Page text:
Edwards looked at core samples from white spruce trees living in the wilds of Mancha Creek, which flows into the Firth River near the Alaska-Yukon border, and growing on the flanks of Sukakpak Mountain, near Coldfoot.
She examined rings from trees that were alive in 1783 and are still alive, as well as buried wood from trees that are no longer alive.
“1783 looks weird,” she said in San Francisco. The early-season growth of the trees seemed normal, but Edwards noticed the trees did not produce a thick cell wall at the end of the growing season, as they did in every other year.
“That might be because of a temperature decrease and a dimming of the light,” she said of the late summer of 1783. “The trees might have thought the growing season was over.”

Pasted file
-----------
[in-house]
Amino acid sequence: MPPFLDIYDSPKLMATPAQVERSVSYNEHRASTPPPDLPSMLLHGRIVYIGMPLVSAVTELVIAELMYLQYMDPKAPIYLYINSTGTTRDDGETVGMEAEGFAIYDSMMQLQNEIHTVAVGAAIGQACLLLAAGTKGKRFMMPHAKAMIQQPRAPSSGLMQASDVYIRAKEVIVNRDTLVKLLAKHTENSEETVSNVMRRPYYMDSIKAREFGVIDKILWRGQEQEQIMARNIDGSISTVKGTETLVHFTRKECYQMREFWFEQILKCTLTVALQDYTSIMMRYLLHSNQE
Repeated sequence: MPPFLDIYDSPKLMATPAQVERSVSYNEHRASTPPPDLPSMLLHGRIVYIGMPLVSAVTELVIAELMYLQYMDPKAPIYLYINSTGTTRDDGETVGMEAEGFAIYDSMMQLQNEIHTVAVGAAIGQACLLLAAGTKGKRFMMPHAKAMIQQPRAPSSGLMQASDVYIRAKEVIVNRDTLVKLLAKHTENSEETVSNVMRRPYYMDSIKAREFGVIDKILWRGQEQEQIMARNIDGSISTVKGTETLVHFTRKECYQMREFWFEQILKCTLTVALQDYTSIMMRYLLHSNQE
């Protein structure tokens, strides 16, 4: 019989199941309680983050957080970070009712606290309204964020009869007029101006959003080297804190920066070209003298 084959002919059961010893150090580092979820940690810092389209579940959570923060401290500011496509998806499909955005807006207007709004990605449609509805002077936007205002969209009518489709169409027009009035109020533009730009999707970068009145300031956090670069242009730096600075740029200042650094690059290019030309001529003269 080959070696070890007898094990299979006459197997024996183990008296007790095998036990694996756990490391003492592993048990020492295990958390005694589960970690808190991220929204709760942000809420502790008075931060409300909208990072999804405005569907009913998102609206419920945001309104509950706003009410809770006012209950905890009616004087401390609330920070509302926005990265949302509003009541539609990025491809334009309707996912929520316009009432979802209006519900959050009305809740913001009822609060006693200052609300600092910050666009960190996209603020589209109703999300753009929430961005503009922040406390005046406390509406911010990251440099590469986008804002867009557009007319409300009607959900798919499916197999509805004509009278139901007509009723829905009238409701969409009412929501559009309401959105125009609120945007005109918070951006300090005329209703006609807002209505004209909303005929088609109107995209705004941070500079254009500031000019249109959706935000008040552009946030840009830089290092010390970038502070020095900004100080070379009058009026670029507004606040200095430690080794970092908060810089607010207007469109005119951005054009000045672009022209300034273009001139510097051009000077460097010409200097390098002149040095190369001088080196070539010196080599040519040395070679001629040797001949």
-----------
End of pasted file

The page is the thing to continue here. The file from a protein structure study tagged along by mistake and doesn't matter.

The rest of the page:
The birds are all right: Bird biologist Susan Sharbaugh contacted me about the physics of 40 below column that ran a couple weeks ago. She said not to worry, when you stop feeding birds even in the extreme cold, they will be OK:
“The chickadees have been caching since August,” she said. “They have lots of stored food to get them by. The redpolls are living in a birch-seed pantry. Lots of food available. And they have wings. They will go to where there is food, either your neighbor’s feeder or where the conditions are better.”
Since the late 1970s, the University of Alaska Fairbanks’ Geophysical Institute has provided this column free in cooperation with the UAF research community. Ned Rozell is a science writer for the Geophysical Institute.